Allegheny County: Aspinwall, Bellevue, Brentwood, Carnegie, Collier, Dormont Borough, Duquesne, East McKeesport, Etna, Friends of North Park, Friends of South Park, Forest Hills, Heidelberg, Hollow Oak Land Trust, Indiana, Leetsdale, Mt. Oliver McKees Rocks, Monroeville, North Versailles, Oakdale, PennDOT, Penn Hills, Port Vue, Sharpsburg, South Fayette, South Park, Stowe, Tri-County Trout Club, Verona, West View, White Oak, Wilkins, and Wilmerding.

Beaver County: Monaca, Independence Conservancy and Patterson.

Butler County: Butler City, Center (Aliquippa) and Penn Township.

Washington County: City of Washington, Cross Creek and Mingo Creek (Nottingham).

Westmoreland County: Academy Hill Historic District (Greensburg), 8th Annual Latrobe Corridor Cleanup, 9th Annual Great Ligonier Cleanup, Bolivar, Darlington, Laughlintown, Loyalhanna, Rector, Stahlstown, Unity, Waterford and Wilpen.

Sign up for a Redd Up Zone

Looking for a worthwhile neighborhood project? Businesses, corporations and groups are invited to adopt their own Pittsburgh street or zone and agree to pick up litter at least four times a year for two years. Visit http://www.pittsburghpa.gov/servepgh/reddupzone/ for information and an application.

Alley oops

A watchful Shadyside resident writes in:

"Addition to the Garbageville list: The alley on left side of Bruegger's on S. Aiken. The store has been there for quite some time and up until about a year ago, the alley was always clean. Something changed and it is now almost always a dump (and does a disservice to the make-a-wish pink pig.)"

South Hills Village and Banksville Road

Jim O'Brien from Upper St. Clair checks in:

"Boris, congratulations on the recognition in Charlotte. Good for you. Pittsburgh needs to work at being clean and taking pride in it. The P-G and Trib should get behind clean-up campaigns. The median strips and small islands near South Hills Village are inundated with debris, especially cigarette butts. And weeds. Also whatever happened to the clean-up campaign on Banksville Road? It's back to being a mess from Dormont to town."

Report mailbox graffiti

Pittsburgh Postmaster Joseph Meimann invites citizens to be proactive and call the Postal Service at 412-359-7845 to report mailbox tagging or boxes in need of repair. Help the postal service by giving them specific information of locations and crossing streets.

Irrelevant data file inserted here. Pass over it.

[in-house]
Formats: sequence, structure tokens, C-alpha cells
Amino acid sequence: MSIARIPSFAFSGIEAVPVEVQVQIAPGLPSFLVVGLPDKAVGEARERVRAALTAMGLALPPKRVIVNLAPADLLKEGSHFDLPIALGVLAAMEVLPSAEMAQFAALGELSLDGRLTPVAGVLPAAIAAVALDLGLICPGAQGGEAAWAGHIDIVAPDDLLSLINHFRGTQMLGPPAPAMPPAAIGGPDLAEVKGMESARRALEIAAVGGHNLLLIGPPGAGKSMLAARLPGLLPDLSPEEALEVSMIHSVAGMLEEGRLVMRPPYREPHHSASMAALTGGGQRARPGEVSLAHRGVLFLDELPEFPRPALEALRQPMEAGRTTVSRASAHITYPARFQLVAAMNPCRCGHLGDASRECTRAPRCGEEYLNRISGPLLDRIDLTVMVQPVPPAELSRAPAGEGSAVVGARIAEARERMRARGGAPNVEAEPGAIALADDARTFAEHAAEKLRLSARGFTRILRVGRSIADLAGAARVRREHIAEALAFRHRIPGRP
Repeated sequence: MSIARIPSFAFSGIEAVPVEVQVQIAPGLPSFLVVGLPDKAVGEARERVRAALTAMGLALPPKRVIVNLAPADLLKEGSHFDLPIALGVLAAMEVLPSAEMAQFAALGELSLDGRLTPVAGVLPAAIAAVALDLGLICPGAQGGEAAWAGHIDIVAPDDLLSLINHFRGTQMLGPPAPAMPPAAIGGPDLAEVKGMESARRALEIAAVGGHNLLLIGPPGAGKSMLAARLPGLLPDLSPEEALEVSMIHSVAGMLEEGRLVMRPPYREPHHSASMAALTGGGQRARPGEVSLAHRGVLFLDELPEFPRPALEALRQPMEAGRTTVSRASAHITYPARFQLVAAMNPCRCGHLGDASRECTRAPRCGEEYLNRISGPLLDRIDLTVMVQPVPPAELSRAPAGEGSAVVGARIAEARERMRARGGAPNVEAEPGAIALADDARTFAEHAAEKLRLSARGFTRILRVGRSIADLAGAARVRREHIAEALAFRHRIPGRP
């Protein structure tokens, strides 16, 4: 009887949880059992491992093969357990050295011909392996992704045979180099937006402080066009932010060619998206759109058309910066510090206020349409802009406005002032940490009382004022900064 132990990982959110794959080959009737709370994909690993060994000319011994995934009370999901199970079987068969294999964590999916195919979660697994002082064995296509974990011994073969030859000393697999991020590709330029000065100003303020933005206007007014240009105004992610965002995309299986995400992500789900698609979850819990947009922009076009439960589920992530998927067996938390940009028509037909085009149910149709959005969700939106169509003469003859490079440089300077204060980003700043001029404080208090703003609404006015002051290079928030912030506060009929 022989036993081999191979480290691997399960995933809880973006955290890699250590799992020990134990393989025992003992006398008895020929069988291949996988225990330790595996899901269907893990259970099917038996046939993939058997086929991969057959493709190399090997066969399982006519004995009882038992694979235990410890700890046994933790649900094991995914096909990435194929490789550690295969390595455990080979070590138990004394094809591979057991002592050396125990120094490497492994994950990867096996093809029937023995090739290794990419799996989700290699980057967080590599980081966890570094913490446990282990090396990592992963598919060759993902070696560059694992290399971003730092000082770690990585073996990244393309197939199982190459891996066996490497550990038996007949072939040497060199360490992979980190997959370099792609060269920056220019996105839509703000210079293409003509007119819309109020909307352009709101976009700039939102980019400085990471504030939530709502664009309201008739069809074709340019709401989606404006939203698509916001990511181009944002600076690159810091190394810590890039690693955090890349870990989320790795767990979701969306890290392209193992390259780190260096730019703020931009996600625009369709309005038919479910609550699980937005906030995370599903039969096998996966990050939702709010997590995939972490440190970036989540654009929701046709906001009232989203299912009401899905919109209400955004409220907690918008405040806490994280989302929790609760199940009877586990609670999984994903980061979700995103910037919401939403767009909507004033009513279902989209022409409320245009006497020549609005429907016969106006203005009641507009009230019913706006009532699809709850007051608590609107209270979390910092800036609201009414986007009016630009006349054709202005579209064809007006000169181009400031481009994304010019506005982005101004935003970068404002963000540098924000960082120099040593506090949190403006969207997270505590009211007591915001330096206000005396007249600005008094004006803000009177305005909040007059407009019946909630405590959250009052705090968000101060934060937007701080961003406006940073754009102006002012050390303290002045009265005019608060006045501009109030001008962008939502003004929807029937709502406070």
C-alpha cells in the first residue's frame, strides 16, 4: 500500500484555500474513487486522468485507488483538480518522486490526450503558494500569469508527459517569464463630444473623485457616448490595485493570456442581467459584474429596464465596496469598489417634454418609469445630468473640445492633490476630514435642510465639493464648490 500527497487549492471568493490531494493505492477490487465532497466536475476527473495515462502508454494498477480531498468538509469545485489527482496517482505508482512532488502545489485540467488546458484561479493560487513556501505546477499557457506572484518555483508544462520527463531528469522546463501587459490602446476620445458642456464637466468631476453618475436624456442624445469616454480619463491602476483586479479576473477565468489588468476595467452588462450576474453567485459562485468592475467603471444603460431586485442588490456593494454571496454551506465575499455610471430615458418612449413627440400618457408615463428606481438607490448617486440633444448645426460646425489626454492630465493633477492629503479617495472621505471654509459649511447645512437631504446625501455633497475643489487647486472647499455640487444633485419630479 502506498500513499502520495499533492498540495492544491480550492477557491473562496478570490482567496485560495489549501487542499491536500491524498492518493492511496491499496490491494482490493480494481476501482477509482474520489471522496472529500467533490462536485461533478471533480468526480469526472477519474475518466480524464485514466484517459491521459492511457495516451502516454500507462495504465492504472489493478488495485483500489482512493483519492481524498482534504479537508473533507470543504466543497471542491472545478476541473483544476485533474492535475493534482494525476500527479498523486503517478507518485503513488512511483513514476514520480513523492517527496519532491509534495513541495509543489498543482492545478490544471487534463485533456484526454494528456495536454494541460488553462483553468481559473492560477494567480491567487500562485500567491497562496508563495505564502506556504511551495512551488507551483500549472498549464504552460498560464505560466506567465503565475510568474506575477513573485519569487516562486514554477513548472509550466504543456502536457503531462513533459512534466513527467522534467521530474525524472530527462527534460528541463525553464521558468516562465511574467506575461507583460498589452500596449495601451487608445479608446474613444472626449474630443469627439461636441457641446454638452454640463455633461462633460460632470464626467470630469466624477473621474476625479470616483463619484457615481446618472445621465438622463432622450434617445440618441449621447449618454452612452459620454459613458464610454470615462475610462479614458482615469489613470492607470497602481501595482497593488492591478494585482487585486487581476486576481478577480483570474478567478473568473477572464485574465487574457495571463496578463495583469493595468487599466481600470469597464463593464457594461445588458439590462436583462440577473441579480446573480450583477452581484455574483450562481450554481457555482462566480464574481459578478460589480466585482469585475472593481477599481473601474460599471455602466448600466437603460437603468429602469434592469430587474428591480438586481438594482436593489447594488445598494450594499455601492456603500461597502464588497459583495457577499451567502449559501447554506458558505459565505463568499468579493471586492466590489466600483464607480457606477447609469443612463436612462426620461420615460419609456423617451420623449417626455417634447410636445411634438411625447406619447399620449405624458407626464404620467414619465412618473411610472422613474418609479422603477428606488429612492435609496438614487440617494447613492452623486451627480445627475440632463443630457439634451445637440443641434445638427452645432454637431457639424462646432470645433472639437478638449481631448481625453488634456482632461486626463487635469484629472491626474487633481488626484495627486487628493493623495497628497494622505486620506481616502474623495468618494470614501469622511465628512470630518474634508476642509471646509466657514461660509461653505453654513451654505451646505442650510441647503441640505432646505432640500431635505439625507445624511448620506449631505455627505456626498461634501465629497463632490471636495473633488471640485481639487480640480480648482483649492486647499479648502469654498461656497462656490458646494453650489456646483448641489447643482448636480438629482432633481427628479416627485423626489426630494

"I Litter" awards

Advertising and promotional materials turn into litter in Shadyside and elsewhere. Businesses and sometimes non-profits are often responsible when they put their business on Shadyside streets. There's less of this going on. February's main litterer is the Post-Gazette Sunday Extra.

Garbagevilles

Garbagevilles are houses, buildings, streets and places that are a mess. Some because of litter; some because of unswept leaves; some because of trash and junk on their property. Some because garbage cans sit in the front of their houses. Many because of the absence of lids on garbage cans and open waste containers. Some of these Garbagevilles in Shadyside are always a mess. This is an incomplete list of course.

Important phone numbers

Need to contact the city about something that's been bothering you, like potholes and graffiti? Call the 311 Response line (alternate number is 412-255-2621). Your request will be logged and sent to the proper department. Want to contact someone directly? The following list may help.

Spreading the word

Mr. Litterman spoke to the Port St. Lucie, Florida Rotary Club in February. Gary Smith, a former Oakwood resident and founder of People Serious About Litter (http://peopleseriousaboutlitter.com/) in Port St. Lucie, arranged the engagement. Gary has returned to Pittsburgh the past two years to pick up litter with Mr. Litterman. Once a Pittsburgher always a Pittsburgher.

"Reasonably tall" volunteer wanted; must be comfortable with squirrels & litter

Michael Jehn, Squirrel Hill Litter Patrol volunteer, is looking for someone to fill some big shoes. He writes:

"Our Squirrel Hill spring cleanup is scheduled for Sunday, April 27 (more details to follow!) and we are hoping to find a volunteer who would be willing to play Murray the Squirrel, our official Squirrel Hill Urban Coalition mascot and a familiar fixture at events over the past few years. We are looking for someone who is:

If you've ever wanted to be a litter-fighting squirrel, contact Michael Jehn (michaeljehn@gmail.com) or Barb Grover (bdgrover1@verizon.net).

Business stinks

A little birdie told me that the name of the yacht belonging to the Waste Management CEO is "Business Stinks."

The last word

Remember. Rome wasn't redd up in a day either.

Recent Litter-ature

A complete list of past Litterature is available in our archives.